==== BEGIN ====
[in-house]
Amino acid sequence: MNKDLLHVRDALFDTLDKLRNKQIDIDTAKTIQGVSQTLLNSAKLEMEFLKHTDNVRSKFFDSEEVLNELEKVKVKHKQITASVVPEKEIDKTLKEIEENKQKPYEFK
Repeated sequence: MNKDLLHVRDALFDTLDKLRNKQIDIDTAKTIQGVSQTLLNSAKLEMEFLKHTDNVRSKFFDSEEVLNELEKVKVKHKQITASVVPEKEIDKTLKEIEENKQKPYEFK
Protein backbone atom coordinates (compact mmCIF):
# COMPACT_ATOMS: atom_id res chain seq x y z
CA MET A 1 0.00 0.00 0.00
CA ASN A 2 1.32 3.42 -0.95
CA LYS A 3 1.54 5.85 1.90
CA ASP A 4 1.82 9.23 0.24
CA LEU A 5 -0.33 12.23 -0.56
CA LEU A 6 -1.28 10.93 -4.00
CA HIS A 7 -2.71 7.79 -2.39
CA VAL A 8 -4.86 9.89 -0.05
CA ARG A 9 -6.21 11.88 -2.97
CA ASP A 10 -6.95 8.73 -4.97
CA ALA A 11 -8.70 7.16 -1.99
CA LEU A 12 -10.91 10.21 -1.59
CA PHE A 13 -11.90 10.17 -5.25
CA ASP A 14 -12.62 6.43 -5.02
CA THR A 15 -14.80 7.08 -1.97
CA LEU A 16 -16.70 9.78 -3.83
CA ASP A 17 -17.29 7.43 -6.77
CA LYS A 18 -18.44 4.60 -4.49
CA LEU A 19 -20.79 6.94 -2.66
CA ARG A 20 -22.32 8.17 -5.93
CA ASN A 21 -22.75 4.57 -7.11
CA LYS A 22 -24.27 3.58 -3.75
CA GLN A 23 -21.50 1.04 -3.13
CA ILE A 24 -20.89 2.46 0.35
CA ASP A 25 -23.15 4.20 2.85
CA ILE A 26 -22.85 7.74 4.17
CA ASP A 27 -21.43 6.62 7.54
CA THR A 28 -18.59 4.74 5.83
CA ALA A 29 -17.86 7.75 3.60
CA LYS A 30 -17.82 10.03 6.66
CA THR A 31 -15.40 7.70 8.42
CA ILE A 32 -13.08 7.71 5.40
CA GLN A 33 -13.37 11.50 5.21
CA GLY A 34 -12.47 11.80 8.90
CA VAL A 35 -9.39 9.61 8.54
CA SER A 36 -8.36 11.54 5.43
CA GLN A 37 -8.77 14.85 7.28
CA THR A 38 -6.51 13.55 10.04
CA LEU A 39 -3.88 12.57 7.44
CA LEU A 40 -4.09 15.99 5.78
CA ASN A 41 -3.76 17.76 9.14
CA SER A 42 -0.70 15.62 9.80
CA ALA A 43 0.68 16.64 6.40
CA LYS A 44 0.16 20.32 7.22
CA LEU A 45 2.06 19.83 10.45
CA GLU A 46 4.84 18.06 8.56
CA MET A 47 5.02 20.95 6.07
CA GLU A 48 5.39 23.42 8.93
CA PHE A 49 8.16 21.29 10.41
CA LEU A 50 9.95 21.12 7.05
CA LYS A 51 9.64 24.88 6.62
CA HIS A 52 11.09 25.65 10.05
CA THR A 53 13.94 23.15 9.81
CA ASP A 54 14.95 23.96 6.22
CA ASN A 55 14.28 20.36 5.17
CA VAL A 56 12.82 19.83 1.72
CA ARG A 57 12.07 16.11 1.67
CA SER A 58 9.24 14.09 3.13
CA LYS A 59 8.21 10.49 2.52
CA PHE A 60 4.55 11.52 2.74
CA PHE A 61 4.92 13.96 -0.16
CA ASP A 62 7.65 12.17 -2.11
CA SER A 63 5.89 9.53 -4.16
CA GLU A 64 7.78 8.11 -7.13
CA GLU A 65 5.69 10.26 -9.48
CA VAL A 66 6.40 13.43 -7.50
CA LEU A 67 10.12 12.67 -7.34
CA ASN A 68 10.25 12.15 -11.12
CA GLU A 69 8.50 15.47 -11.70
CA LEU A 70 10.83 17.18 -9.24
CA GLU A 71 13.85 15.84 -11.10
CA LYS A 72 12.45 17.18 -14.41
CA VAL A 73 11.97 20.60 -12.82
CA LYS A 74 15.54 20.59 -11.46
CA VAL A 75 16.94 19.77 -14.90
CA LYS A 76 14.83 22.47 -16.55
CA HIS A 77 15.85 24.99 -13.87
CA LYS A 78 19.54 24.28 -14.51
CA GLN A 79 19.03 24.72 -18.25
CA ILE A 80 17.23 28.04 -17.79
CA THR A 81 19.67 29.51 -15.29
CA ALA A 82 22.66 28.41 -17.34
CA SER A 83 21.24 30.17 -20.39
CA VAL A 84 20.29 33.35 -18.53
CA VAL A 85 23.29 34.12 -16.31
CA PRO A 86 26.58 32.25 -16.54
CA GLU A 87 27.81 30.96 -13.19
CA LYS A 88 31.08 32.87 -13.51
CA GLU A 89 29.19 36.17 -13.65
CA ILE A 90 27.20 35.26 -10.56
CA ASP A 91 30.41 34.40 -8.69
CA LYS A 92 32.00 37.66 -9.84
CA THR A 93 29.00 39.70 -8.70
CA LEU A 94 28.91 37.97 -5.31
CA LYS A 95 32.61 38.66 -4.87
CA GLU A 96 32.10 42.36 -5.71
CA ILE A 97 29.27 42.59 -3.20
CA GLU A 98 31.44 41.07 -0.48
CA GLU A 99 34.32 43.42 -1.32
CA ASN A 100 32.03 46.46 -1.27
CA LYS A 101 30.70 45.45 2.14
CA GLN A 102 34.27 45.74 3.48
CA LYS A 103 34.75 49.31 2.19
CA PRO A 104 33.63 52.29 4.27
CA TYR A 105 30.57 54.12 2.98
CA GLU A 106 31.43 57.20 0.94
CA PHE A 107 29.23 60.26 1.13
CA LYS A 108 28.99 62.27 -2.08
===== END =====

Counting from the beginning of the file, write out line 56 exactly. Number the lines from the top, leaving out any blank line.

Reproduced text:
CA LYS A 51 9.64 24.88 6.62